WATERTOWN — Todd Sullivan was donating blood less than 24 hours after he was laid off from his construction job and sent home.

Mr. Sullivan, Copenhagen, was at the First Presbyterian Church, Washington Street, on Saturday morning for one of the few Red Cross blood drives taking place in the area.

On Friday, he was working a water line job in the town of Orleans before the construction company he worked for told he and his coworkers they were laid-off.

“So I guess we’re out of a job,” Mr. Sullivan said. “That’s all right. We’ll make it. There are a lot worse things in life right now.”

Mr. Sullivan said he was given no indication when he might return to work.

“I’m a little worried about that part,” Mr. Sullivan said. “But it’s a seasonal job, so you do what you can until they lay you off in the winter again.”

Mr. Sullivan, who said he had nine children and 16 grandchildren with his wife who remains employed by the state, wasn’t going to miss an opportunity to donate his blood.

“They need the blood,” he said, “and I’m certainly going to go and give.”

His sentiment is apparently shared by many others. The drive at the church offered 33 time slots for people to choose and donate, and they all were booked. With additional walk-ins, 51 units were donated.

Josh Brooks, of Dexter, was also there. He has donated blood regularly since 2014. Ideally, the Red Cross would like to have a five-day blood supply. On Saturday, they were down to a two- to four day supply, since donations are down and drives are being canceled.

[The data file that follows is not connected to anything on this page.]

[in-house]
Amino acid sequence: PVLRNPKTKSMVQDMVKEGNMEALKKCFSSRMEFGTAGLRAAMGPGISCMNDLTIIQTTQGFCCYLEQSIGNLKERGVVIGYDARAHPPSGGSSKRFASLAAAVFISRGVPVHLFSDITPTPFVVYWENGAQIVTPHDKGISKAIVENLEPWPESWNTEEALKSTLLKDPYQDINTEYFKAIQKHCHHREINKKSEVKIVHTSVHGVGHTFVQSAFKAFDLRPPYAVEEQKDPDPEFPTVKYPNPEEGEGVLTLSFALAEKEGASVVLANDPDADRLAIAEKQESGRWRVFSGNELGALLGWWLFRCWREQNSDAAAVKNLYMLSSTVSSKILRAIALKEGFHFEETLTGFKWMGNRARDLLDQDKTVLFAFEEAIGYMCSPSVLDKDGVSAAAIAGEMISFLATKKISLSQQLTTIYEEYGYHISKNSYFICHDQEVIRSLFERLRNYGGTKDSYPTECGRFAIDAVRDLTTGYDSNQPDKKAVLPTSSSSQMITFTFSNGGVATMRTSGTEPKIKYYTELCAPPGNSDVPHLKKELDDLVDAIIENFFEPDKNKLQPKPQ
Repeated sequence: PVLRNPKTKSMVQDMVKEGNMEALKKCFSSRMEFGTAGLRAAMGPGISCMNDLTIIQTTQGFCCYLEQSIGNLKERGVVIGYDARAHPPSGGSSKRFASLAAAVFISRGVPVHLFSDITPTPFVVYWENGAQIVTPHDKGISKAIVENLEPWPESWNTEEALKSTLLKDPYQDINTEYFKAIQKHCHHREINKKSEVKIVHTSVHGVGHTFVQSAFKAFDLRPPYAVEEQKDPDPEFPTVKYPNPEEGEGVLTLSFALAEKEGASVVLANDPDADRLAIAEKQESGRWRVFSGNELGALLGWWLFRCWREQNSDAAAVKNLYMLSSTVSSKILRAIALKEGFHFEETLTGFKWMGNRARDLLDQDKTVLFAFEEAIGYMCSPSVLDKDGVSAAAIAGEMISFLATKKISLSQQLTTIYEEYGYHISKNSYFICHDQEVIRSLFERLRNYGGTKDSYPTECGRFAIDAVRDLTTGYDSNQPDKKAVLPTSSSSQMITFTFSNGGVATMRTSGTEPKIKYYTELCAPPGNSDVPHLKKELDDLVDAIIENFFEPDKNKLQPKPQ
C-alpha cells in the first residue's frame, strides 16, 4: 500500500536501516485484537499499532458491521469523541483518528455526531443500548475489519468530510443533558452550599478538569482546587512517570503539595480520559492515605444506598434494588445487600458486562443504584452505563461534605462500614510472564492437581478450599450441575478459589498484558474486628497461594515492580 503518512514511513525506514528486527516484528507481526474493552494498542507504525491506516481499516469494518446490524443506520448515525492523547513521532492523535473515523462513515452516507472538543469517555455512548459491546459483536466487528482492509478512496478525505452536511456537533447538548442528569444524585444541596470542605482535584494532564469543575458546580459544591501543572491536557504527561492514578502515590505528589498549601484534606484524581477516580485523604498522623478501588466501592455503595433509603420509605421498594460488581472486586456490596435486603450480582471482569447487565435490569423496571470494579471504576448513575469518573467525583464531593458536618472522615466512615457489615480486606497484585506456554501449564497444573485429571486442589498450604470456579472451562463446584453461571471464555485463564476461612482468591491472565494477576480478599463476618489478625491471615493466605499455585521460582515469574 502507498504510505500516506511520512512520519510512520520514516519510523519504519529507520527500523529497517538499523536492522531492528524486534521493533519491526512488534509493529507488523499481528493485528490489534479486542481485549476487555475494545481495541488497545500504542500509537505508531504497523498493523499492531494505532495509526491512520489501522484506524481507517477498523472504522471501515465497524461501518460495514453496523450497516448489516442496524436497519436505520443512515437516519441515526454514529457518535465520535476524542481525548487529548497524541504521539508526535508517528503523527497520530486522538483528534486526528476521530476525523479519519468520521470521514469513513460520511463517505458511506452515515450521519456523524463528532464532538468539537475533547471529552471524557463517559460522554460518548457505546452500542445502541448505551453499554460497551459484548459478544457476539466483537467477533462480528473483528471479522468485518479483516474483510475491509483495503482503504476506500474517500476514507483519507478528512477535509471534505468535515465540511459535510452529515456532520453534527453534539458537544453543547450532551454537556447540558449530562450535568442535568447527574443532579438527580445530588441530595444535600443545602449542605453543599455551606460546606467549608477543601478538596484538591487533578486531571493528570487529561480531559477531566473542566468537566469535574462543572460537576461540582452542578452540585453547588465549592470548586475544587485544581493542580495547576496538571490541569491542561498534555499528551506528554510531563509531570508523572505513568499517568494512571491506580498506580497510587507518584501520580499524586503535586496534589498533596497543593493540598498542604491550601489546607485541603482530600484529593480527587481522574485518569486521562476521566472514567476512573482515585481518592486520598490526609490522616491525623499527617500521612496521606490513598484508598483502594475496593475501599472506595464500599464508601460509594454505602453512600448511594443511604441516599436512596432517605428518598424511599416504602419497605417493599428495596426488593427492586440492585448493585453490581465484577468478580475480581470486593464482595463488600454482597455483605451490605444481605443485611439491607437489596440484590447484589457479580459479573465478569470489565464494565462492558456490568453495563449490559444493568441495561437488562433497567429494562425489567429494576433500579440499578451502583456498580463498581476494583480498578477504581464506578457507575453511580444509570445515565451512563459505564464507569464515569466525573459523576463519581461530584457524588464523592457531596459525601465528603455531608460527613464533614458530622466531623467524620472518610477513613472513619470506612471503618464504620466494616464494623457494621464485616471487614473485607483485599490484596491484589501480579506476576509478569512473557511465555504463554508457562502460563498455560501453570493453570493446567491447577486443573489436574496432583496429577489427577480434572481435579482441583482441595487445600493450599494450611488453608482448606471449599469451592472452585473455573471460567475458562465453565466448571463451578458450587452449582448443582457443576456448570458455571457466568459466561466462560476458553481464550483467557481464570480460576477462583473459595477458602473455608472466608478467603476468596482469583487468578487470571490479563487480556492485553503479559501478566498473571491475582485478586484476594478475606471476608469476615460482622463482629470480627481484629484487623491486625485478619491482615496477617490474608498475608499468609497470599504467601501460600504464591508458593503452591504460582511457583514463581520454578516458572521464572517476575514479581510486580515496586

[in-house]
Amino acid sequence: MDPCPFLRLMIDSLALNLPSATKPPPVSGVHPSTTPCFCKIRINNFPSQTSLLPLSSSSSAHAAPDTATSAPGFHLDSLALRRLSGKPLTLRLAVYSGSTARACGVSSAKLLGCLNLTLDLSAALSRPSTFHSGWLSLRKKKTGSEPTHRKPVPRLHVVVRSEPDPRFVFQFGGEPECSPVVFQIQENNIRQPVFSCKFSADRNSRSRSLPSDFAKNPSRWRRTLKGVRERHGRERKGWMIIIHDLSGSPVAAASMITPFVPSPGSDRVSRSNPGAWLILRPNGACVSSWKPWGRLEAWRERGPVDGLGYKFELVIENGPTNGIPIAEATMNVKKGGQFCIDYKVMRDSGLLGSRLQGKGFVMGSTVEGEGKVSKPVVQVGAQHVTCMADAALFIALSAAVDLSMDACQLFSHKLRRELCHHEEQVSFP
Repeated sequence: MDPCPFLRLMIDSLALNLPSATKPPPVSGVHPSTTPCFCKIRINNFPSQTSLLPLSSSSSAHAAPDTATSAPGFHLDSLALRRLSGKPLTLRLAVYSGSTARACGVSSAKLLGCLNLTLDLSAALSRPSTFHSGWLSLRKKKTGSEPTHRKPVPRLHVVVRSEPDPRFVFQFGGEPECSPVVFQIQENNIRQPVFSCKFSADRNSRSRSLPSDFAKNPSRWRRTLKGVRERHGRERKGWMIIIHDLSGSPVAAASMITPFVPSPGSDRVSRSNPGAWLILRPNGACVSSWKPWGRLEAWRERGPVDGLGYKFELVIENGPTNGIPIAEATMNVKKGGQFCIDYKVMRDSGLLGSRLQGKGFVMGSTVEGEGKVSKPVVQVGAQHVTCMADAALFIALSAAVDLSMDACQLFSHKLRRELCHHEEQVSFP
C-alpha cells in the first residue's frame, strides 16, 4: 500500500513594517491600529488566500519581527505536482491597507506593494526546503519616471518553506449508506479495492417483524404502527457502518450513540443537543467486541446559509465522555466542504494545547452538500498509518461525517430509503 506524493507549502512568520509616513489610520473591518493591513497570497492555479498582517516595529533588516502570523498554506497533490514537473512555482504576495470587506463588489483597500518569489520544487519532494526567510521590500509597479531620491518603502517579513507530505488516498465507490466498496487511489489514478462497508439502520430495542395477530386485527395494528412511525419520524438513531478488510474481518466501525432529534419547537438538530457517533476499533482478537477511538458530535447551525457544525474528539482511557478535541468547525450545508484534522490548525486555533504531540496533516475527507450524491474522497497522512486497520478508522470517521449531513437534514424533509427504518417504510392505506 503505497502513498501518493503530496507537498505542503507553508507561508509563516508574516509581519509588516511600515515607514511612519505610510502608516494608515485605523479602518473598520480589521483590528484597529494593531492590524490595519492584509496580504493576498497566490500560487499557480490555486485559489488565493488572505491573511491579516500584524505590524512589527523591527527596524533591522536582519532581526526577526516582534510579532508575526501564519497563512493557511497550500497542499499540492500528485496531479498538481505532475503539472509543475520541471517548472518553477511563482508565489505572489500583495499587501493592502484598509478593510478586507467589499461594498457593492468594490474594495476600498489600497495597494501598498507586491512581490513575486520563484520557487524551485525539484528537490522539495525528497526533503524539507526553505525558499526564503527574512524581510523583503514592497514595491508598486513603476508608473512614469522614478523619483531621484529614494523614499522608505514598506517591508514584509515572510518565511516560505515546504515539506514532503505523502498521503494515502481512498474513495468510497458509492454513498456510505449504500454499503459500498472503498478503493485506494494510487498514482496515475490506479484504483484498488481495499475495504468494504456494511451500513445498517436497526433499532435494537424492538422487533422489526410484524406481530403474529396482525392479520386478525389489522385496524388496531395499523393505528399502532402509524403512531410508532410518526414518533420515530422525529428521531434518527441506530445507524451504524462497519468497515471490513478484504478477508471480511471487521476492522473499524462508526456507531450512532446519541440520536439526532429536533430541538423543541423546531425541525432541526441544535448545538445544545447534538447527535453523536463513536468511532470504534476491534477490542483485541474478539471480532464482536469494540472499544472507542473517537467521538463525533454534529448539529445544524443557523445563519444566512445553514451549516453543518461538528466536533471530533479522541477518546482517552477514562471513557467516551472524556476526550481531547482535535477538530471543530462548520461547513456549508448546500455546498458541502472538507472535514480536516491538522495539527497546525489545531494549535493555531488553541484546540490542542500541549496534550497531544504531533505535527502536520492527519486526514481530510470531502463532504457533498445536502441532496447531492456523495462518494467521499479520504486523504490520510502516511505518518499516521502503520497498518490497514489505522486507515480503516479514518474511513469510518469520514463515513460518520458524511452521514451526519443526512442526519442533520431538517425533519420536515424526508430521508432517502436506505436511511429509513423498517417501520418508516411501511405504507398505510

“They’re always short,” Mr. Brooks said. “I used to work in a hospital. I was kind of aware that it was always a problem. I would give regularly when I stilled worked there. That was easy enough to do.”

Mr. Brooks said he and his family are trying to practice social distancing as well as not going outside their house unless they have to.

“I had to run to Walmart to get something the other day and I found myself unconsciously holding my breath,” Mr. Brooks said while giving blood. “Every time I got within five feet of someone, I was thinking ‘let’s see how long I can hold my breath for.’”

And going to donate blood for Mr. Brooks meets the standard of having to go out.

“Apparently they’re in a critical shortage,” Mr. Brooks said. “And I felt really bad about that.”

Bob Gorman, a member of the church and avid donator, said the church’s leadership closed it down for everything but the blood drive.

“There’s no such thing as synthetic blood,” Mr. Gorman said. “If not us, who? If we don’t do this blood drive, our hospitals are going to be hurting.”

Johnson Newspapers 7.1

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